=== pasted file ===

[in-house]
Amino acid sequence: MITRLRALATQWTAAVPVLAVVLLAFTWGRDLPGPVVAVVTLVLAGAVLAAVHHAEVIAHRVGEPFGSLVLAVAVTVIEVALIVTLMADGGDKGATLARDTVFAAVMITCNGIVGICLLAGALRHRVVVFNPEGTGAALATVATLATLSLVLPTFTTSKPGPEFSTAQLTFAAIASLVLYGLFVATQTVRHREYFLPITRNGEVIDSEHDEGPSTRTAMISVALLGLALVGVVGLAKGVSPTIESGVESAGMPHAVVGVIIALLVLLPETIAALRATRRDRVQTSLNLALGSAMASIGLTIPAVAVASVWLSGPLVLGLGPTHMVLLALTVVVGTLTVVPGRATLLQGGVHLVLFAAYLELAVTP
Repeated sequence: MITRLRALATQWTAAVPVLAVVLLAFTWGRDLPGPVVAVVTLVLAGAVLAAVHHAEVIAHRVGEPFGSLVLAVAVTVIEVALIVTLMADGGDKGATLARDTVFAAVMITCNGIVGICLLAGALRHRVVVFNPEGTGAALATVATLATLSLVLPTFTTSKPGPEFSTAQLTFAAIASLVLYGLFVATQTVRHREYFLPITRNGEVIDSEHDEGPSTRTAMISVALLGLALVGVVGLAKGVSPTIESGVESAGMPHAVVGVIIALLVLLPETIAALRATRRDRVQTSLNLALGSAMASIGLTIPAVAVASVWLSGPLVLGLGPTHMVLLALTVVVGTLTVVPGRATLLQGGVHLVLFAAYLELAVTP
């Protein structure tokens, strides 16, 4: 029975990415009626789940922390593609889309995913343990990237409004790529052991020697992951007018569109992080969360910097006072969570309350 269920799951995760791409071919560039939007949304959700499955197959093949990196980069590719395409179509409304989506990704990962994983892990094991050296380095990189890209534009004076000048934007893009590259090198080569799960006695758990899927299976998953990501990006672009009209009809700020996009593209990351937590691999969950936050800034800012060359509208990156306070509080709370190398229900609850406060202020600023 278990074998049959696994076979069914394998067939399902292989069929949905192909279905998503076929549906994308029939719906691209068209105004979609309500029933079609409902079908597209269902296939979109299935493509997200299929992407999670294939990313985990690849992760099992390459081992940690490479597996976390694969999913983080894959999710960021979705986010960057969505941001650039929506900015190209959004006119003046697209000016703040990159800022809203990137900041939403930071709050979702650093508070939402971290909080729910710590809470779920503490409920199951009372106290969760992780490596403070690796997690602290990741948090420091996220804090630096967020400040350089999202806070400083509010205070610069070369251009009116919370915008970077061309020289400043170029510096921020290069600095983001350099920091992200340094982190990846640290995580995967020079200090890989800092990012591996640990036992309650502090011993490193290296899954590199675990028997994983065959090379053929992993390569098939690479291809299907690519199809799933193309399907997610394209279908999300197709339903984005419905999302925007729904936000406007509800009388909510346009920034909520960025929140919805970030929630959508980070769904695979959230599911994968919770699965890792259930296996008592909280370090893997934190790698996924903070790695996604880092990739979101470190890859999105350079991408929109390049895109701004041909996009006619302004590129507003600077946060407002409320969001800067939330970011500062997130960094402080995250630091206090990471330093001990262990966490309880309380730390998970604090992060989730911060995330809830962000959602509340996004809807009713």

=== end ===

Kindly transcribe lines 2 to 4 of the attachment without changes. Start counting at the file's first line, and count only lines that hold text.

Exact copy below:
Amino acid sequence: MITRLRALATQWTAAVPVLAVVLLAFTWGRDLPGPVVAVVTLVLAGAVLAAVHHAEVIAHRVGEPFGSLVLAVAVTVIEVALIVTLMADGGDKGATLARDTVFAAVMITCNGIVGICLLAGALRHRVVVFNPEGTGAALATVATLATLSLVLPTFTTSKPGPEFSTAQLTFAAIASLVLYGLFVATQTVRHREYFLPITRNGEVIDSEHDEGPSTRTAMISVALLGLALVGVVGLAKGVSPTIESGVESAGMPHAVVGVIIALLVLLPETIAALRATRRDRVQTSLNLALGSAMASIGLTIPAVAVASVWLSGPLVLGLGPTHMVLLALTVVVGTLTVVPGRATLLQGGVHLVLFAAYLELAVTP
Repeated sequence: MITRLRALATQWTAAVPVLAVVLLAFTWGRDLPGPVVAVVTLVLAGAVLAAVHHAEVIAHRVGEPFGSLVLAVAVTVIEVALIVTLMADGGDKGATLARDTVFAAVMITCNGIVGICLLAGALRHRVVVFNPEGTGAALATVATLATLSLVLPTFTTSKPGPEFSTAQLTFAAIASLVLYGLFVATQTVRHREYFLPITRNGEVIDSEHDEGPSTRTAMISVALLGLALVGVVGLAKGVSPTIESGVESAGMPHAVVGVIIALLVLLPETIAALRATRRDRVQTSLNLALGSAMASIGLTIPAVAVASVWLSGPLVLGLGPTHMVLLALTVVVGTLTVVPGRATLLQGGVHLVLFAAYLELAVTP
């Protein structure tokens, strides 16, 4: 029975990415009626789940922390593609889309995913343990990237409004790529052991020697992951007018569109992080969360910097006072969570309350 269920799951995760791409071919560039939007949304959700499955197959093949990196980069590719395409179509409304989506990704990962994983892990094991050296380095990189890209534009004076000048934007893009590259090198080569799960006695758990899927299976998953990501990006672009009209009809700020996009593209990351937590691999969950936050800034800012060359509208990156306070509080709370190398229900609850406060202020600023 278990074998049959696994076979069914394998067939399902292989069929949905192909279905998503076929549906994308029939719906691209068209105004979609309500029933079609409902079908597209269902296939979109299935493509997200299929992407999670294939990313985990690849992760099992390459081992940690490479597996976390694969999913983080894959999710960021979705986010960057969505941001650039929506900015190209959004006119003046697209000016703040990159800022809203990137900041939403930071709050979702650093508070939402971290909080729910710590809470779920503490409920199951009372106290969760992780490596403070690796997690602290990741948090420091996220804090630096967020400040350089999202806070400083509010205070610069070369251009009116919370915008970077061309020289400043170029510096921020290069600095983001350099920091992200340094982190990846640290995580995967020079200090890989800092990012591996640990036992309650502090011993490193290296899954590199675990028997994983065959090379053929992993390569098939690479291809299907690519199809799933193309399907997610394209279908999300197709339903984005419905999302925007729904936000406007509800009388909510346009920034909520960025929140919805970030929630959508980070769904695979959230599911994968919770699965890792259930296996008592909280370090893997934190790698996924903070790695996604880092990739979101470190890859999105350079991408929109390049895109701004041909996009006619302004590129507003600077946060407002409320969001800067939330970011500062997130960094402080995250630091206090990471330093001990262990966490309880309380730390998970604090992060989730911060995330809830962000959602509340996004809807009713």